The Future of Economics: The Arational and the Irrational

Back in 2000 The Economist ran an article titled “The Future of Economics” (4 March 2000, p. 80). It was largely a gloss on a symposium on the same from the Journal of Economic Perspectives (vol. 14, no. 1, Winter 2000). The authors acknowledged that economics was a faltering field. Setting aside the proposition that economics may simply have run it’s course and be into its dotage of diminishing returns, the article considers two possibilities for a way forward:

David Colander of Middlebury College, in an article that looks back on the present from an imagined 2050, blames the current discontent on the orthodox general-equilibrium model that underlies most of today’s economic theory. He favors a shift from the current approach, which has been called “loose-fitting positivism” (propose a model consistent with standard assumptions, then test it), to one based on “loose-fitting pragmatism” (forget about canonical principles, just search for patterns in the data).

Such an approach, he says, would be consistent with “the rise of complexity science within the scientific community generally.” Researchers sitting at their computers, subjecting data to a withering barrage of statistical analysis, would still hope to come up with laws of a sort, or regularities at any rate. But these “laws” would be regarded as provisional and ever-shifting: indeed, the claim is that changeless underlying patterns do not exist. Complex systems expand and evolve; even at the most fundamental level, these patterns are temporary. But whether this approach could still be called “economics” is debatable.

The second approach is much easier to reconcile with traditional methods. Its most celebrated exponent is Richard Thaler of the University of Chicago, who has also written a paper for the symposium. Mr. Thaler agrees that the canonical principles of orthodox theory have led economics astray, but he believes these mistakes can be put right. He seeks, in other words, a tighter-fitting positivism. You improve the fit above all, he would argue, by putting a more realistic account of human cognition at the center of the theory.

Orthodox theory famously assumes that people are rational. In reality, they are not. On the other hand, they are not crazy, or crassly incompetent — in other words, their behavior is not random. If economics could try harder to recognize that people try to be rational, but in certain, often predictable, ways fail to be, the positivist approach would have a better foundation. In essence, what Mr. Thaler calls for is a marriage, or at least much closer cohabitation, between economics and psychology.

I have thought of this article frequently since reading it back in 2000 when it was first published. Given the spate of books along these lines, especially the second, I’d have to say that this was one of the more perspicacious articles that I’ve ever read.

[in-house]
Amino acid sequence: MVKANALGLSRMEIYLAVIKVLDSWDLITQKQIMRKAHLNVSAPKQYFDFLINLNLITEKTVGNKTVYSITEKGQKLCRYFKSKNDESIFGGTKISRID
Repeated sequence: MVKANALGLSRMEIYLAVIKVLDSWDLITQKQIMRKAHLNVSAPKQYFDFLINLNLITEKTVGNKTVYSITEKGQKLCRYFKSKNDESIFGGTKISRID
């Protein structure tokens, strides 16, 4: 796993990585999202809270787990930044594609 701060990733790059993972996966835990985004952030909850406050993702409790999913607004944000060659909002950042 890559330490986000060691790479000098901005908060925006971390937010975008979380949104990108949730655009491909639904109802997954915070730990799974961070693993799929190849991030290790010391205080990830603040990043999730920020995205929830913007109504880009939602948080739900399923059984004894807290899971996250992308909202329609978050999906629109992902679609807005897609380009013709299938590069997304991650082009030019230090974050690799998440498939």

The first approach is an example of Petabyte Age type thinking, eight years before Wired put it on the cover. But of course it is an idea that had to incubate in the rarified world of advanced theoreticians for years before any eruption into the popular conscience. The main offering in this area would be Steven Levitt and Stephen Dubner’s Freakonomics (2005), though their book is not a fully atheoretic inquiry so much as putting of large questions to the test of large data sets. More to the topic would be Ian Ayres’s Super Crunchers: Why Thinking-by-Numbers Is the New Way to Be Smart (2007), though the fact that Mr. Ayres used the very methods he describes in his book to arrive upon a title casts a great deal of doubt on the soundness of said methods.

As for the build a better model of the economic corpuscles approach, it seems to have advanced along far enough that it is now also ready to be packaged up for mass consumption. And of course the psychologists have much more lucrative options in publishing than the mathematicians and computer scientists.

Judging by some of the key phrases in the Economist article (the predictably irrational stuff) I was pretty sure that they had in mind Dan Ariely’s thinking, published as Predictably Irrational (2008), but it turns out that Richard Thaler is, along with Cass Sunstein, the author of Nudge (2008). Rounding out the most omnipresent trio is Tim Harford’s The Logic of Life: The Rational Economics of an Irrational World (2008). Also on the list of offerings along this line would be Ori and Rom Brafman’s Sway: The Irresistible Pull of Irrational Behavior (2008) and Michael Shermer’s The Mind of the Market: Compassionate Apes, Competitive Humans, and Other Tales from Evolutionary Economics (2007).

So that’s the future of economic study. Either a discounting of human rationality in favor of the system effect of irrationality or allowing rationality to drop out in favor of the system effect of economic thing-in-itself.

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